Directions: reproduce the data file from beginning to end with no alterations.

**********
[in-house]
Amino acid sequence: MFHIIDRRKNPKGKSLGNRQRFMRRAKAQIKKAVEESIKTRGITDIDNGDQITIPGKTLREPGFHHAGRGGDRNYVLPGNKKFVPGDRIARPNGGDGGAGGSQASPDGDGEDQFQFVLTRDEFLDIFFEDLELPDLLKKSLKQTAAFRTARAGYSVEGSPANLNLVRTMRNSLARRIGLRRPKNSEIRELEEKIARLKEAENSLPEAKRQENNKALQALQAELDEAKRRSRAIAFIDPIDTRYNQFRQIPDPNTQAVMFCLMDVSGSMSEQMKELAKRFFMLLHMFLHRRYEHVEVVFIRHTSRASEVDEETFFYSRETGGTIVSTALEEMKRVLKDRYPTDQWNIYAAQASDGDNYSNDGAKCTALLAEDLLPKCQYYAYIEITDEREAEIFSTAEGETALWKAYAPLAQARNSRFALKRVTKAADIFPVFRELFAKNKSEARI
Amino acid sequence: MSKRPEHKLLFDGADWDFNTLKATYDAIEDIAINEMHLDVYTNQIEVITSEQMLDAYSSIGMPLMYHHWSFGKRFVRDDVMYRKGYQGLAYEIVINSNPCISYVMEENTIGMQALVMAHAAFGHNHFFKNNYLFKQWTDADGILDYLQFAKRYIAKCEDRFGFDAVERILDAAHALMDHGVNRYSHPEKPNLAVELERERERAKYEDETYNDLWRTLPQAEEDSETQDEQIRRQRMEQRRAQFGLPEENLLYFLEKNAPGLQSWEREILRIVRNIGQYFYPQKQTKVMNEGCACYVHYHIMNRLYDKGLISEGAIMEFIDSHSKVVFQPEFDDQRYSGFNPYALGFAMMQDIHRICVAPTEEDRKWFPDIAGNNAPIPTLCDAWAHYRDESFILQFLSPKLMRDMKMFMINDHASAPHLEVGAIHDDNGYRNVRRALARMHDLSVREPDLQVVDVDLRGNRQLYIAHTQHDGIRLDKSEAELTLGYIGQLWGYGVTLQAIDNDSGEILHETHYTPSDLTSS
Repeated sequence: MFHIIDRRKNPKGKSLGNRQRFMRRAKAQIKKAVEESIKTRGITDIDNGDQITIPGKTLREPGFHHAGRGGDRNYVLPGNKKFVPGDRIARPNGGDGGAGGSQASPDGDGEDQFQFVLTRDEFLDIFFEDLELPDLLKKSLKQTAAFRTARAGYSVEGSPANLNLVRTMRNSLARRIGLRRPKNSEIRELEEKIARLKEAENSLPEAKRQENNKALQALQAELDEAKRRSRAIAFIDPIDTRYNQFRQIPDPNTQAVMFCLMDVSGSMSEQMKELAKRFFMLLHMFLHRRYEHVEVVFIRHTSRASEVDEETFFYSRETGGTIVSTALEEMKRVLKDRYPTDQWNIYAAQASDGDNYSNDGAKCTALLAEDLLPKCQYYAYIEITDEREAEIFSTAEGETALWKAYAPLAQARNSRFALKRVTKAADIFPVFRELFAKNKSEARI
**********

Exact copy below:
[in-house]
Amino acid sequence: MFHIIDRRKNPKGKSLGNRQRFMRRAKAQIKKAVEESIKTRGITDIDNGDQITIPGKTLREPGFHHAGRGGDRNYVLPGNKKFVPGDRIARPNGGDGGAGGSQASPDGDGEDQFQFVLTRDEFLDIFFEDLELPDLLKKSLKQTAAFRTARAGYSVEGSPANLNLVRTMRNSLARRIGLRRPKNSEIRELEEKIARLKEAENSLPEAKRQENNKALQALQAELDEAKRRSRAIAFIDPIDTRYNQFRQIPDPNTQAVMFCLMDVSGSMSEQMKELAKRFFMLLHMFLHRRYEHVEVVFIRHTSRASEVDEETFFYSRETGGTIVSTALEEMKRVLKDRYPTDQWNIYAAQASDGDNYSNDGAKCTALLAEDLLPKCQYYAYIEITDEREAEIFSTAEGETALWKAYAPLAQARNSRFALKRVTKAADIFPVFRELFAKNKSEARI
Amino acid sequence: MSKRPEHKLLFDGADWDFNTLKATYDAIEDIAINEMHLDVYTNQIEVITSEQMLDAYSSIGMPLMYHHWSFGKRFVRDDVMYRKGYQGLAYEIVINSNPCISYVMEENTIGMQALVMAHAAFGHNHFFKNNYLFKQWTDADGILDYLQFAKRYIAKCEDRFGFDAVERILDAAHALMDHGVNRYSHPEKPNLAVELERERERAKYEDETYNDLWRTLPQAEEDSETQDEQIRRQRMEQRRAQFGLPEENLLYFLEKNAPGLQSWEREILRIVRNIGQYFYPQKQTKVMNEGCACYVHYHIMNRLYDKGLISEGAIMEFIDSHSKVVFQPEFDDQRYSGFNPYALGFAMMQDIHRICVAPTEEDRKWFPDIAGNNAPIPTLCDAWAHYRDESFILQFLSPKLMRDMKMFMINDHASAPHLEVGAIHDDNGYRNVRRALARMHDLSVREPDLQVVDVDLRGNRQLYIAHTQHDGIRLDKSEAELTLGYIGQLWGYGVTLQAIDNDSGEILHETHYTPSDLTSS
Repeated sequence: MFHIIDRRKNPKGKSLGNRQRFMRRAKAQIKKAVEESIKTRGITDIDNGDQITIPGKTLREPGFHHAGRGGDRNYVLPGNKKFVPGDRIARPNGGDGGAGGSQASPDGDGEDQFQFVLTRDEFLDIFFEDLELPDLLKKSLKQTAAFRTARAGYSVEGSPANLNLVRTMRNSLARRIGLRRPKNSEIRELEEKIARLKEAENSLPEAKRQENNKALQALQAELDEAKRRSRAIAFIDPIDTRYNQFRQIPDPNTQAVMFCLMDVSGSMSEQMKELAKRFFMLLHMFLHRRYEHVEVVFIRHTSRASEVDEETFFYSRETGGTIVSTALEEMKRVLKDRYPTDQWNIYAAQASDGDNYSNDGAKCTALLAEDLLPKCQYYAYIEITDEREAEIFSTAEGETALWKAYAPLAQARNSRFALKRVTKAADIFPVFRELFAKNKSEARI